Broadband Internet and Digital Delivery
Out of all the amazing technology making movie theaters obsolete, one aspect above all drives today's content consumption: availability. In just a few years time video delivery via the web has become a viable business model thanks to faster Internet speeds. Streaming a YouTube video never required tons of bandwidth, but streaming an entire HD movie or even an hour-long TV show is another story.
Without high-speed Internet, we'd have no media streamers or sites like Hulu. We'd have no Internet-enabled TVs with "channels" of Web content. And we definitely wouldn't have video on demand platforms from companies like Apple and Amazon, who have huge online content offerings but don't control the hard lines into our homes like Comcast or AT&T. The Internet has changed the movie industry forever.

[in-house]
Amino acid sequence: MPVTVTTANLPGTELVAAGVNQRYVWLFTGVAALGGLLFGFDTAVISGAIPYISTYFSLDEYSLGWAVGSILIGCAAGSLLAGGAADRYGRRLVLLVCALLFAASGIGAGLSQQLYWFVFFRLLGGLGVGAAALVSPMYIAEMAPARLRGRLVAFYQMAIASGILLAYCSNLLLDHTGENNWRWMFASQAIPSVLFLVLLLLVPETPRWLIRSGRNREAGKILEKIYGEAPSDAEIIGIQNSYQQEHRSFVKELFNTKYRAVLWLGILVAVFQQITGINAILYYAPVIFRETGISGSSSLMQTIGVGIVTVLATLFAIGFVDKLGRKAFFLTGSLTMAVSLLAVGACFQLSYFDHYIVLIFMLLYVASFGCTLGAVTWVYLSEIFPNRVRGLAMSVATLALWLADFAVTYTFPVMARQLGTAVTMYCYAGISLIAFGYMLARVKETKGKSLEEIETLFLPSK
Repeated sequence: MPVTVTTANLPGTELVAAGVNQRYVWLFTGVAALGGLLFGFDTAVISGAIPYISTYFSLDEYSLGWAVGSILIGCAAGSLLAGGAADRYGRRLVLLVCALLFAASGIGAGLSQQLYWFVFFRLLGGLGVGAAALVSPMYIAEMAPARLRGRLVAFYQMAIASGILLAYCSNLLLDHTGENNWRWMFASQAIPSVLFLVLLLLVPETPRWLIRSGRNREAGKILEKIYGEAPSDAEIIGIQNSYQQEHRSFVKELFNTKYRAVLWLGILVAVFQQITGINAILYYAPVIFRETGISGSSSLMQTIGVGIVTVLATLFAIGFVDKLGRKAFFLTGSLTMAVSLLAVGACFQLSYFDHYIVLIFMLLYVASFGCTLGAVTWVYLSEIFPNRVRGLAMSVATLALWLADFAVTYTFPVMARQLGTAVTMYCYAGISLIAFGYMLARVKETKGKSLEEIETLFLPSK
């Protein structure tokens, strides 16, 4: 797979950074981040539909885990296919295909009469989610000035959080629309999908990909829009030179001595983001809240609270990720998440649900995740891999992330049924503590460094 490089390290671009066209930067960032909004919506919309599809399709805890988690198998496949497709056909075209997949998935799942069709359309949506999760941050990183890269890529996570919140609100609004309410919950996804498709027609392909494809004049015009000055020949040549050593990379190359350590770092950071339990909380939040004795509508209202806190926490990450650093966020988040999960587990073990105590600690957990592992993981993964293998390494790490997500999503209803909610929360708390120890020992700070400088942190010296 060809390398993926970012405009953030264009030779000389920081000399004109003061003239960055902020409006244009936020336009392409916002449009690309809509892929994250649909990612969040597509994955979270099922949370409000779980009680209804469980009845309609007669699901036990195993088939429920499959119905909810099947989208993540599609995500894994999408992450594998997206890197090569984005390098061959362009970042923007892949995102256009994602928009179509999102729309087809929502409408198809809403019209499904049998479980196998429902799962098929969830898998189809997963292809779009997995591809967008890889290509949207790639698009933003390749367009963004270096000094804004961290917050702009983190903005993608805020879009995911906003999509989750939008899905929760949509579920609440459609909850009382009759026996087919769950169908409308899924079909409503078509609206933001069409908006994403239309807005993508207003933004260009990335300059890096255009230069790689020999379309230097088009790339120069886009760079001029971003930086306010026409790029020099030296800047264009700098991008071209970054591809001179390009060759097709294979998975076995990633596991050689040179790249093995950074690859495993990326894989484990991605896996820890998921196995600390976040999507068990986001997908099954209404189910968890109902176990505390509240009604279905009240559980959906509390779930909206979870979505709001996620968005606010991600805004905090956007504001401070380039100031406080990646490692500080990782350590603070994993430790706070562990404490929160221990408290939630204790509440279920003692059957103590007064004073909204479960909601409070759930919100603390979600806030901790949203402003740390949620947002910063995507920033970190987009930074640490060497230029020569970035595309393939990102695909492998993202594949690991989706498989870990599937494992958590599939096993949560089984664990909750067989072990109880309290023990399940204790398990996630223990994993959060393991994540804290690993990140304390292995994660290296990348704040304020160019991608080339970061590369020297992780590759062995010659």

While high-speed Internet is available in the U.S., the network infrastructure lags behind many other developed nations. The average U.S. speed is about 4.8 megabits per second, which places us far behind Japan (61Mbps) and a number of other Asian and European countries that average much higher speeds [source: TaranFX]. Over the next decade, as fast networks like Verizon's FIOS -- which offers speeds from 15Mbps to 50Mbps -- spread across the country, we'll be able to download and stream 1080p movies with ease [source: Verizon].